The fifth graders from the environmentally conscience Will Rodgers Middle School and other schools of the Santa Monica Malibu Unified School District explore the creatures of the ocean floor at the Aquarium Under the Pier on Friday morning.

(photo by Brandon Wise)

Editor’s note: This story is part of an ongoing series that tracks the city’s expenditures appearing on upcoming Santa Monica City Council consent agendas. Consent agenda items are routinely passed by the City Council with little or no discussion from elected officials or the public. However, many of the items have been part of public discussion in the past.

CITY HALL — Heal the Bay is set to receive $120,000 from City Hall during the next four years under a proposed contract for educational services the City Council is expected to approve tonight.

The contract extension is part of a $3.26 million spending package included on the council’s consent agenda.

Under the proposal, Heal the Bay would agree to provide K-12 students at public and private schools with marine science and environmental studies lessons.

“The provision of quality environmentally-focused programs and curriculum to school-aged children is an important step in achieving a more sustainable community and a better quality of life for years to come,” a report on the proposal from City Hall’s Office of Sustainability and the Environment stated.

The council first approved a contract for educational services with Heal the Bay in 2005, when the organization was selected out of eight bidders. Heal the Bay was the only group to bid on the contract this year.

The program is designed to raise awareness of coastal geography and the ocean environment and to teach science, conservation, pollution prevention and personal responsibility through stewardship. Services include field trips to the Santa Monica Pier Aquarium and participation in Santa Monica’s Coastal Cleanup Day.

Going green<p>

Hoping to cut down on travel times for bus passengers, City Council members are also expected to approve $1.3 million to install equipment that would enable busses with the longest routes to communicate with the traffic signal system, triggering extra green light time when they’re running behind schedule.

The system would affect 80 traffic signals on Wilshire, Santa Monica, Pico, and Lincoln boulevards. The project is funded under a grant from the Los Angeles County Metropolitan Transportation Authority. The council is expected to sign off on a $1.14 million construction contract with Terno, Inc. and a $150,000 contract with Willdan Engineering for the construction management and inspection services.

Contracting out <p>

The council is also expected to approve $360,000 for five years worth of software maintenance services for City Hall’s electronic timekeeping and attendance program. The proposed deal is with Kronos, Inc.

With the goal of recovering misallocated sales tax revenue, the council is also expected to approve a contract with Hinderliter, de Llamas and Associates for sales and use tax audit services. The proposed deal would cost City Hall $9,000 annually plus 15 percent of recovered sales and use tax for a term of five years.

According to a Finance Department report, City Hall has recovered $4 million in the past nine years by auditing California Board of Equalization collections.

Also on the agenda is a proposed $269,000 contract with Altec Industries for a compressed natural gas-fueled “bucket truck” used for tree trimming. The purchase would replace a truck that that has reached the end of its useful life, according to a City Hall report.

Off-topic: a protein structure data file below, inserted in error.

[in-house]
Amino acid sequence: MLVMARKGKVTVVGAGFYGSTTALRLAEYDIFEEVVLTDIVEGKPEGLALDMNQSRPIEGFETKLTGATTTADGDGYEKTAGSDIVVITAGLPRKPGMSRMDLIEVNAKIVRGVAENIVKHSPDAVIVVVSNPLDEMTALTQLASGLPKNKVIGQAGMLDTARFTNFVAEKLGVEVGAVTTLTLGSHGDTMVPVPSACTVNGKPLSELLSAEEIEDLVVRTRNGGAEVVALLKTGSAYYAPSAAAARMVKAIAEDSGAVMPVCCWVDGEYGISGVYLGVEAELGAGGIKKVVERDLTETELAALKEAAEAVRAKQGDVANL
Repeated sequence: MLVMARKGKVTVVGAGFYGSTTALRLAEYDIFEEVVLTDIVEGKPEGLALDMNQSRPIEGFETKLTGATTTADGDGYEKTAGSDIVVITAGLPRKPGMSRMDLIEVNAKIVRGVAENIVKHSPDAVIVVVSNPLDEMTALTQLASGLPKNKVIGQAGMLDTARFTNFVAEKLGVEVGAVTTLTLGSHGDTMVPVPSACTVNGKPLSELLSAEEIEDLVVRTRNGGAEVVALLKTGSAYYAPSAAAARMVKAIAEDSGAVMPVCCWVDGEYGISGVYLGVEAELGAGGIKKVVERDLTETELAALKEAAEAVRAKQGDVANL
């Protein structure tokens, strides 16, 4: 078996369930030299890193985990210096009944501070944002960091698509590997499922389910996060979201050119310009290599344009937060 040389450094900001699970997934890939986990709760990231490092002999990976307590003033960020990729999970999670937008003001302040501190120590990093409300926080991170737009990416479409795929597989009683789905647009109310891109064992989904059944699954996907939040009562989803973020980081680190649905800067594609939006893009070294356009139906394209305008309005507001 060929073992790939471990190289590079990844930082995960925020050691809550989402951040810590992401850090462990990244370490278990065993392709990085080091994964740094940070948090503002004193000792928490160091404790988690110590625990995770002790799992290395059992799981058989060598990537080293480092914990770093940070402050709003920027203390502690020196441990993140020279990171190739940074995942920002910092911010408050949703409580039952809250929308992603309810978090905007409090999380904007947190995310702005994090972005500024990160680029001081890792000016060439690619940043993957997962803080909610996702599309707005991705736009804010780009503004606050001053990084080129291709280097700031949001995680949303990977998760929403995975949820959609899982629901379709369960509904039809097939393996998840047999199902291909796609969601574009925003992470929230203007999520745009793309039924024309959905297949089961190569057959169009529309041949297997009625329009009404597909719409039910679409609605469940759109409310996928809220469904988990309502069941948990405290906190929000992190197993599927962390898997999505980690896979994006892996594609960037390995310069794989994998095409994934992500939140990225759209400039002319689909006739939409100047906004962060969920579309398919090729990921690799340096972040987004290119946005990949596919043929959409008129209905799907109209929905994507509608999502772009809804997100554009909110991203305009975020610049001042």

The council also is being asked to approve an additional $39,000 for Laserfiche, a company that provides imaging and document management software to City Hall. The contract amendment would bring the company’s total agreement to $159,000.

The council is also expected to approve a contract with, an Illinois-based non-profit organization, for services related to the planning of a 30th Anniversary Farmers’ Market celebration and Southern California FamilyFarmed EXPO in Santa Monica in September 2011. Producing the event is expected to cost between $200,000 and $400,000 but will be offset by sponsorship agreements, a City Hall report said.

Also on the agenda is an additional $50,000 for NelsonNygaard Consulting Associates, which is working on landscape, street lighting, traffic circulation, and pedestrian and vehicular safety improvements on Longfellow Street in the Borderline Neighborhood. The amendment brings the company’s total contract to $477,000.

The council is also expected to approve a $780,000, three- year contract with Valley Power Systems, Inc., a company that provides Big Blu Bus engine parts.

Pay to play<p>

The council is also expected to set fees for food trucks that participate in the food truck courts that will be part of this year’s Glow event. The proposed fees would be $300 per truck for those in the designated area of the South Beach lot and $450 per truck for those in the designated area of the 1550 lot north of the Santa Monica Pier.

Also on the agenda is a proposed contract with Janet Epstein & Associates to provide court reporting, transcription, deposition and videoconferencing services. The contract amount is $240,000 for a four-year term.

The council is also expected to increase its support for the Buy Local Santa Monica campaign by agreeing to allocate $67,000 to the nearly two-year old campaign.

“In light of the city’s continued commitment to sustainable economic development and the fact that local businesses continue to struggle through the second year of a severe economic downturn, staff recommends that the City Council make a one-time allocation toward the campaign to help promote local businesses and sustainable purchasing during these difficult economic times leading up to the holiday season,” a City Hall report stated.

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